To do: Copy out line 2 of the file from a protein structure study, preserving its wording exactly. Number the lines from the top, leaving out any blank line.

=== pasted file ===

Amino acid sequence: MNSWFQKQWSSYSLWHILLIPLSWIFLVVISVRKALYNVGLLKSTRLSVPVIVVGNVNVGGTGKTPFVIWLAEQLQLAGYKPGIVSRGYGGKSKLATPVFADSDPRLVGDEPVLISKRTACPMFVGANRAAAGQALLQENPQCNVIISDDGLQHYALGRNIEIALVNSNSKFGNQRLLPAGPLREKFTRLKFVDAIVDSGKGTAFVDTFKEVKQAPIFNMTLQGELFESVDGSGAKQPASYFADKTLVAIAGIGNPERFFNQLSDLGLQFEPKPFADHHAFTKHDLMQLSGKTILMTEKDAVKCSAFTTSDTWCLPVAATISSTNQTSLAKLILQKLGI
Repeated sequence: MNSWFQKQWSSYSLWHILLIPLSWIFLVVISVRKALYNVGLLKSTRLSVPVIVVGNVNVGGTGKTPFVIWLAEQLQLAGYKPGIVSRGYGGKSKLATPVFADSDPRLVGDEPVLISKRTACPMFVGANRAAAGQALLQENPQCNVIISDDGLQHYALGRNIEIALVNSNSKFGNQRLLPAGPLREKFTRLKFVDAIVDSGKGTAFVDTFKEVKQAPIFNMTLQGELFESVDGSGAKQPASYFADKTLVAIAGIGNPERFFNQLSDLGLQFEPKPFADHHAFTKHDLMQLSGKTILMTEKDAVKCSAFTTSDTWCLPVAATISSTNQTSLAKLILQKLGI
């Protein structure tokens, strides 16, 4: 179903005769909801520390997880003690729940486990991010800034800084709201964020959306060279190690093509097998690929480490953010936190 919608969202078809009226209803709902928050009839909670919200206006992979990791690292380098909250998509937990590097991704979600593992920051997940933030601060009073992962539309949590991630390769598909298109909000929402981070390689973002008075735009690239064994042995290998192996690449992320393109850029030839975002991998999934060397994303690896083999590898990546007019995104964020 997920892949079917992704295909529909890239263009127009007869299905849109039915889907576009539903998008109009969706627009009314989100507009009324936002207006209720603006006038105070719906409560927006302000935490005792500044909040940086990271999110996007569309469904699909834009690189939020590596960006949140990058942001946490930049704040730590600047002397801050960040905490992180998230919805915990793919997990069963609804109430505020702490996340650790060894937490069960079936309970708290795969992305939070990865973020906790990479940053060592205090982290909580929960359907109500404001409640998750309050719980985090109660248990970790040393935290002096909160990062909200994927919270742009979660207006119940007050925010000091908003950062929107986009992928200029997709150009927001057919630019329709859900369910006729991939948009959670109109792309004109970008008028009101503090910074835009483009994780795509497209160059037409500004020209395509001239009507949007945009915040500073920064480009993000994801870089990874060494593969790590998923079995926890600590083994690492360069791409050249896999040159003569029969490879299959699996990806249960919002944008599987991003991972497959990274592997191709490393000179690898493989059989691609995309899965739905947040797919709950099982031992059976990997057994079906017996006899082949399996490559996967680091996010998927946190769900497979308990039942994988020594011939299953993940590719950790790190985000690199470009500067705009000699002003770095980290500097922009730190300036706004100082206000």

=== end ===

Repeated sequence: MNSWFQKQWSSYSLWHILLIPLSWIFLVVISVRKALYNVGLLKSTRLSVPVIVVGNVNVGGTGKTPFVIWLAEQLQLAGYKPGIVSRGYGGKSKLATPVFADSDPRLVGDEPVLISKRTACPMFVGANRAAAGQALLQENPQCNVIISDDGLQHYALGRNIEIALVNSNSKFGNQRLLPAGPLREKFTRLKFVDAIVDSGKGTAFVDTFKEVKQAPIFNMTLQGELFESVDGSGAKQPASYFADKTLVAIAGIGNPERFFNQLSDLGLQFEPKPFADHHAFTKHDLMQLSGKTILMTEKDAVKCSAFTTSDTWCLPVAATISSTNQTSLAKLILQKLGI